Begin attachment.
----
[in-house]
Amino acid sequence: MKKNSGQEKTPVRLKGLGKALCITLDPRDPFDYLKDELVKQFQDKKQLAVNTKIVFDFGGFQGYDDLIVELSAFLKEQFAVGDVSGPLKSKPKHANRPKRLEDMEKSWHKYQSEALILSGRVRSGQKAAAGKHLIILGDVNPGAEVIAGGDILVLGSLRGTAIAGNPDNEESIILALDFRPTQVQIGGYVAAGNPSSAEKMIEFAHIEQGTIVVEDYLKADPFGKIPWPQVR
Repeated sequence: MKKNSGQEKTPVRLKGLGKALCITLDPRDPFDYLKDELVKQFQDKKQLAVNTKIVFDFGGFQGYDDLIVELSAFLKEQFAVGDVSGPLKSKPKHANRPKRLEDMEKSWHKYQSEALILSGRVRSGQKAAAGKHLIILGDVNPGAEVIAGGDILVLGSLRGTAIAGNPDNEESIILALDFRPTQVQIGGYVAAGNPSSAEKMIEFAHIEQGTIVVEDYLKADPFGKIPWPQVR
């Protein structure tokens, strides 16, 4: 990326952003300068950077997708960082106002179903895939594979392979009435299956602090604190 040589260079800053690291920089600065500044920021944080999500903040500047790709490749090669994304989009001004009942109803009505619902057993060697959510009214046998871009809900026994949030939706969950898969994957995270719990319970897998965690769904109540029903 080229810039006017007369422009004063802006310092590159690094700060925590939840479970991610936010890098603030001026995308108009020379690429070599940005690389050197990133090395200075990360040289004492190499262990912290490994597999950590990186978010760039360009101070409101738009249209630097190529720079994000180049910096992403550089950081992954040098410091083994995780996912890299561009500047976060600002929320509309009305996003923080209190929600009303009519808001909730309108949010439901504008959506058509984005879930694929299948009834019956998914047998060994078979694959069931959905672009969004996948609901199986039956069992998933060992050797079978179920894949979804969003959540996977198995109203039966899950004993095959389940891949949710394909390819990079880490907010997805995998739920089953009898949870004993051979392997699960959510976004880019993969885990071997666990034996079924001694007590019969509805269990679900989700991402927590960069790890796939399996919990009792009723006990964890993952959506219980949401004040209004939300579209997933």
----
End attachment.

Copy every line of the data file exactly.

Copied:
[in-house]
Amino acid sequence: MKKNSGQEKTPVRLKGLGKALCITLDPRDPFDYLKDELVKQFQDKKQLAVNTKIVFDFGGFQGYDDLIVELSAFLKEQFAVGDVSGPLKSKPKHANRPKRLEDMEKSWHKYQSEALILSGRVRSGQKAAAGKHLIILGDVNPGAEVIAGGDILVLGSLRGTAIAGNPDNEESIILALDFRPTQVQIGGYVAAGNPSSAEKMIEFAHIEQGTIVVEDYLKADPFGKIPWPQVR
Repeated sequence: MKKNSGQEKTPVRLKGLGKALCITLDPRDPFDYLKDELVKQFQDKKQLAVNTKIVFDFGGFQGYDDLIVELSAFLKEQFAVGDVSGPLKSKPKHANRPKRLEDMEKSWHKYQSEALILSGRVRSGQKAAAGKHLIILGDVNPGAEVIAGGDILVLGSLRGTAIAGNPDNEESIILALDFRPTQVQIGGYVAAGNPSSAEKMIEFAHIEQGTIVVEDYLKADPFGKIPWPQVR
């Protein structure tokens, strides 16, 4: 990326952003300068950077997708960082106002179903895939594979392979009435299956602090604190 040589260079800053690291920089600065500044920021944080999500903040500047790709490749090669994304989009001004009942109803009505619902057993060697959510009214046998871009809900026994949030939706969950898969994957995270719990319970897998965690769904109540029903 080229810039006017007369422009004063802006310092590159690094700060925590939840479970991610936010890098603030001026995308108009020379690429070599940005690389050197990133090395200075990360040289004492190499262990912290490994597999950590990186978010760039360009101070409101738009249209630097190529720079994000180049910096992403550089950081992954040098410091083994995780996912890299561009500047976060600002929320509309009305996003923080209190929600009303009519808001909730309108949010439901504008959506058509984005879930694929299948009834019956998914047998060994078979694959069931959905672009969004996948609901199986039956069992998933060992050797079978179920894949979804969003959540996977198995109203039966899950004993095959389940891949949710394909390819990079880490907010997805995998739920089953009898949870004993051979392997699960959510976004880019993969885990071997666990034996079924001694007590019969509805269990679900989700991402927590960069790890796939399996919990009792009723006990964890993952959506219980949401004040209004939300579209997933």